Piolence and Punishment in Pulp Fiction

Essay by Anonymous UserUniversity, Bachelor'sB, April 1996

download word file, 4 pages 4.1


Pulp Fiction, one of the most highly acclaimed films of 1995, was

without a doubt a shocking and controversial movie. Drugs, sex, and

especially violence filled our eyes and our ears. Director Quentin

Tarantino brought into the mainstream a genre that had never had such

mass appeal, and he did it very successfully. After viewing Pulp Fiction,


the issues of violence and punishment arise, and we have to question what

role they play in the film.

The first work that we read for this class, "The Body of the

Condemned," by Michael Foucault, had some extremely graphic stories in

it. The one that stands out most clearly is the scene of the spectacle of

eighteenth century punishment. In writing about how Damiens the regicide

was brutally tortured, Foucault says, "The flesh will be torn from his breast,

arms, thighs, and calves with red-hot pincers, his right hand, holding the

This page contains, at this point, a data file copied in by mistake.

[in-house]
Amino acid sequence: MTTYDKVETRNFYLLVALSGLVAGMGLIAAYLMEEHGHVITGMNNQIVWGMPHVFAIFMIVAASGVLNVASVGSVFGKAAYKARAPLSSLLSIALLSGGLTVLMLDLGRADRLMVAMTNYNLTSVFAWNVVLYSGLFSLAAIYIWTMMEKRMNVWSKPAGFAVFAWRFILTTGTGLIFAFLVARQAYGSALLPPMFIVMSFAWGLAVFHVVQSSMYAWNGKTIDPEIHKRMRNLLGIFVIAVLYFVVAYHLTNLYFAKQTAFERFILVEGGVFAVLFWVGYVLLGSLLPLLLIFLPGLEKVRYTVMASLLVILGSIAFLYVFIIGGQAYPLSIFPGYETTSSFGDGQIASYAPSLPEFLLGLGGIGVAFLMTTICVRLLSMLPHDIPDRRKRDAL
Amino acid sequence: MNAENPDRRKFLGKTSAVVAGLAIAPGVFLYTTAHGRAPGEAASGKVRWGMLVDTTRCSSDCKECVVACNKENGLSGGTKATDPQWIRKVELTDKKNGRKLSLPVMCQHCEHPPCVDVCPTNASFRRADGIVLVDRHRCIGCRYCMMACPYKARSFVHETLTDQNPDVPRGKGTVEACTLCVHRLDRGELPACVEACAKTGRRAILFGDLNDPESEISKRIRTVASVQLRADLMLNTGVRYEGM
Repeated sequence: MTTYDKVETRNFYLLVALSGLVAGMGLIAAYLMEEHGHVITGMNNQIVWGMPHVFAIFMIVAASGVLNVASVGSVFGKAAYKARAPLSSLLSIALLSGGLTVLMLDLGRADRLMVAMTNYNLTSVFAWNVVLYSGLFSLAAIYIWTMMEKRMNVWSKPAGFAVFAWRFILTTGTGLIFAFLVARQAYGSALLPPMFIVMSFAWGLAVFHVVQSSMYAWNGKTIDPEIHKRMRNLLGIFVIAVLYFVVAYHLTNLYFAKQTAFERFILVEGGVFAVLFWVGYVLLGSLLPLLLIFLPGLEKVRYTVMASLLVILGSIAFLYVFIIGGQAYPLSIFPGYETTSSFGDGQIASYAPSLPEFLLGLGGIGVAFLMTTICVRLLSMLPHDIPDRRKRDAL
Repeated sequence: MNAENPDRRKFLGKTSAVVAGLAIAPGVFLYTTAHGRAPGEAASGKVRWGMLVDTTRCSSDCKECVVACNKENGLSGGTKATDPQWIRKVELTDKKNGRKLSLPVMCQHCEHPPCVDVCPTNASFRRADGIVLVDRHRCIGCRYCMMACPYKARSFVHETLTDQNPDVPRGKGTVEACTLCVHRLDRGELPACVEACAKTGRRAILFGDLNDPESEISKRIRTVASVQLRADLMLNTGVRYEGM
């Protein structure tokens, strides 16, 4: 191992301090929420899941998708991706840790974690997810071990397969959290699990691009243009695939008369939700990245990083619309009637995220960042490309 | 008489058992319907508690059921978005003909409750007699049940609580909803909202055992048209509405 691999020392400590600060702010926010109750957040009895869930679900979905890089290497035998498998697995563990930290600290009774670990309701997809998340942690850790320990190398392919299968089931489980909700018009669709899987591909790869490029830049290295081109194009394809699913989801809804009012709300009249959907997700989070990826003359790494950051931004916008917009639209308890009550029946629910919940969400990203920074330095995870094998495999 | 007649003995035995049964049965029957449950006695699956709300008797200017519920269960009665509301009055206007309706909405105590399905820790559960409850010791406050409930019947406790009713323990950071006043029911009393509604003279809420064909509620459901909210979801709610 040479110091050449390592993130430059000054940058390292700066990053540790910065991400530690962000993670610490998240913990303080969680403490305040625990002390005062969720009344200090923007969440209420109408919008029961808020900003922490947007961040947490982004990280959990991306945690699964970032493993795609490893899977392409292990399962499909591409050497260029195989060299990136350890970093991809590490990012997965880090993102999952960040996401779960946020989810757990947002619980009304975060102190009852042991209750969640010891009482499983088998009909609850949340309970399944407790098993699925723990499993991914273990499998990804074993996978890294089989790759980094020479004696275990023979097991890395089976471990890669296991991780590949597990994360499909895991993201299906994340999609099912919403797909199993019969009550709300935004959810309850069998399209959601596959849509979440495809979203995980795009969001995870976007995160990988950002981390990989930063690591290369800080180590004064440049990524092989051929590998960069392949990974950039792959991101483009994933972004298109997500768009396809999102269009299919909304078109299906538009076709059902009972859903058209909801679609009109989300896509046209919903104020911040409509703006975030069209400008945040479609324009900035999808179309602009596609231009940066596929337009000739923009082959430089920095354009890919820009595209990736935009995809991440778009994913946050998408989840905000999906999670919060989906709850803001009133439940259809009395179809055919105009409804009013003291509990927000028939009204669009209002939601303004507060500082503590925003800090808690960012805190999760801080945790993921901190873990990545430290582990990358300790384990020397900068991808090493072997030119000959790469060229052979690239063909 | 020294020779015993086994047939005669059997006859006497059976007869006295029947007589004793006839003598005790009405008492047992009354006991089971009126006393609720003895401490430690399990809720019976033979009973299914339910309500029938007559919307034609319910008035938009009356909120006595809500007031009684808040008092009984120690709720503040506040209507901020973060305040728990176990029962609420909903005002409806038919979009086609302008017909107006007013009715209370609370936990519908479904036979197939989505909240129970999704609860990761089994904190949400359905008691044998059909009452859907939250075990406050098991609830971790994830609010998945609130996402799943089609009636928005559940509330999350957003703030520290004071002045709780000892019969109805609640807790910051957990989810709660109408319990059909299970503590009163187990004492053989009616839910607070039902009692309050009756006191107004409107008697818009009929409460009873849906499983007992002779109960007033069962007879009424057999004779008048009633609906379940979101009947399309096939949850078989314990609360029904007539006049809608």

knife with which he committed the said parricide, burnt with sulfur."

Relating this example to Pulp Fiction, we see there is a definite connection.

Being quite a movie buff, I have to say that violence and punishment

can be traced to Quentin Tarantino's earlier films, most noticeably True

Romance and Reservoir Dogs. A brutal torture scene, sort of like the

Damiens the regicide of the 90's, took place in Reservoir Dogs. A gangster

cut the ear of a police officer off, sliced his face up with a razor, then

poured gasoline all over him. Definitely not as bad as Foucault's example,

but to actually watch it in a film made many cringe and walk out of the

theater. This scene caused great controversy and turmoil, which Tarantino

ported over to Pulp Fiction.

Since I had seen other Tarantino works, I wasn't as shocked at...